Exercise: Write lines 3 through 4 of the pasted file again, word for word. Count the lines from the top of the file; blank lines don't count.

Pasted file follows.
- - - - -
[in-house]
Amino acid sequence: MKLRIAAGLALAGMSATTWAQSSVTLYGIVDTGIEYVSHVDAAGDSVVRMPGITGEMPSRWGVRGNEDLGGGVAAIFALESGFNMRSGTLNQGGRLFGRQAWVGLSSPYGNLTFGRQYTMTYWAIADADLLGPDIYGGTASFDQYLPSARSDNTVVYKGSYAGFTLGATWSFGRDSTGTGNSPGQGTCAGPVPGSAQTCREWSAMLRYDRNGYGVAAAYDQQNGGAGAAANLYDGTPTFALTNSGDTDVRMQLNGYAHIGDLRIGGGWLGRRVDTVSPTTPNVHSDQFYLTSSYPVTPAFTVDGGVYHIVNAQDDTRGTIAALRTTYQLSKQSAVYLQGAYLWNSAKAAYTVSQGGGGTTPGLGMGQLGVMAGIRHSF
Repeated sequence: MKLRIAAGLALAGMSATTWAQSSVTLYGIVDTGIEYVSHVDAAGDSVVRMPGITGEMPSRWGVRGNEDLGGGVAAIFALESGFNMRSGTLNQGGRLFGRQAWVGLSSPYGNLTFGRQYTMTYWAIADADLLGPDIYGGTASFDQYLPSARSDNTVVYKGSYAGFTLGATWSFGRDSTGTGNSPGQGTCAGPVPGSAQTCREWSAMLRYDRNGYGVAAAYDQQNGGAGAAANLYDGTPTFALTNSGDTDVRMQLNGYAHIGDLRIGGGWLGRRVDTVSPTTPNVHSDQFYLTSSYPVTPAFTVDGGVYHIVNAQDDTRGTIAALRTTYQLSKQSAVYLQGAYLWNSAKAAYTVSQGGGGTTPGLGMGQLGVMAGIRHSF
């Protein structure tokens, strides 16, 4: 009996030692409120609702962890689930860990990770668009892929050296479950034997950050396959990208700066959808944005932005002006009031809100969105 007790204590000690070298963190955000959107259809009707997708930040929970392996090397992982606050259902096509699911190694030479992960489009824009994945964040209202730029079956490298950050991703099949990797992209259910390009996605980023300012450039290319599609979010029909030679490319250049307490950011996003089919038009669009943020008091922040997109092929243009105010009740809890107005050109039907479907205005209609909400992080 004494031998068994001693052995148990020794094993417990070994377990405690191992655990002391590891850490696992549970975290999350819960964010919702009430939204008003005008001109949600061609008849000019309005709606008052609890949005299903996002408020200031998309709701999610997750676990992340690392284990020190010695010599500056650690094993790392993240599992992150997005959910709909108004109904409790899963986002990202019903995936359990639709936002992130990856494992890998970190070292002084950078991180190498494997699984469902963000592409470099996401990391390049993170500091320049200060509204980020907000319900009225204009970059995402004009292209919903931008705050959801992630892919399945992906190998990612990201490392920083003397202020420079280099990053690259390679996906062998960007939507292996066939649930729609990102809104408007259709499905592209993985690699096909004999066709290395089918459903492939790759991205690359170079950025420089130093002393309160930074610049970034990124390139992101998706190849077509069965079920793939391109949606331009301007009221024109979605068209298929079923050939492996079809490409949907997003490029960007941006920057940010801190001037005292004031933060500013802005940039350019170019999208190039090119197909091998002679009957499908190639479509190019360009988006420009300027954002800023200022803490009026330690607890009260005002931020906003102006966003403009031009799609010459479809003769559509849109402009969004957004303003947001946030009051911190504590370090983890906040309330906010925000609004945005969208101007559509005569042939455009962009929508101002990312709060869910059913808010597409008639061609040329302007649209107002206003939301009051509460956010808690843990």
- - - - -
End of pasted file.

Repeated sequence: MKLRIAAGLALAGMSATTWAQSSVTLYGIVDTGIEYVSHVDAAGDSVVRMPGITGEMPSRWGVRGNEDLGGGVAAIFALESGFNMRSGTLNQGGRLFGRQAWVGLSSPYGNLTFGRQYTMTYWAIADADLLGPDIYGGTASFDQYLPSARSDNTVVYKGSYAGFTLGATWSFGRDSTGTGNSPGQGTCAGPVPGSAQTCREWSAMLRYDRNGYGVAAAYDQQNGGAGAAANLYDGTPTFALTNSGDTDVRMQLNGYAHIGDLRIGGGWLGRRVDTVSPTTPNVHSDQFYLTSSYPVTPAFTVDGGVYHIVNAQDDTRGTIAALRTTYQLSKQSAVYLQGAYLWNSAKAAYTVSQGGGGTTPGLGMGQLGVMAGIRHSF
């Protein structure tokens, strides 16, 4: 009996030692409120609702962890689930860990990770668009892929050296479950034997950050396959990208700066959808944005932005002006009031809100969105 007790204590000690070298963190955000959107259809009707997708930040929970392996090397992982606050259902096509699911190694030479992960489009824009994945964040209202730029079956490298950050991703099949990797992209259910390009996605980023300012450039290319599609979010029909030679490319250049307490950011996003089919038009669009943020008091922040997109092929243009105010009740809890107005050109039907479907205005209609909400992080 004494031998068994001693052995148990020794094993417990070994377990405690191992655990002391590891850490696992549970975290999350819960964010919702009430939204008003005008001109949600061609008849000019309005709606008052609890949005299903996002408020200031998309709701999610997750676990992340690392284990020190010695010599500056650690094993790392993240599992992150997005959910709909108004109904409790899963986002990202019903995936359990639709936002992130990856494992890998970190070292002084950078991180190498494997699984469902963000592409470099996401990391390049993170500091320049200060509204980020907000319900009225204009970059995402004009292209919903931008705050959801992630892919399945992906190998990612990201490392920083003397202020420079280099990053690259390679996906062998960007939507292996066939649930729609990102809104408007259709499905592209993985690699096909004999066709290395089918459903492939790759991205690359170079950025420089130093002393309160930074610049970034990124390139992101998706190849077509069965079920793939391109949606331009301007009221024109979605068209298929079923050939492996079809490409949907997003490029960007941006920057940010801190001037005292004031933060500013802005940039350019170019999208190039090119197909091998002679009957499908190639479509190019360009988006420009300027954002800023200022803490009026330690607890009260005002931020906003102006966003403009031009799609010459479809003769559509849109402009969004957004303003947001946030009051911190504590370090983890906040309330906010925000609004945005969208101007559509005569042939455009962009929508101002990312709060869910059913808010597409008639061609040329302007649209107002206003939301009051509460956010808690843990």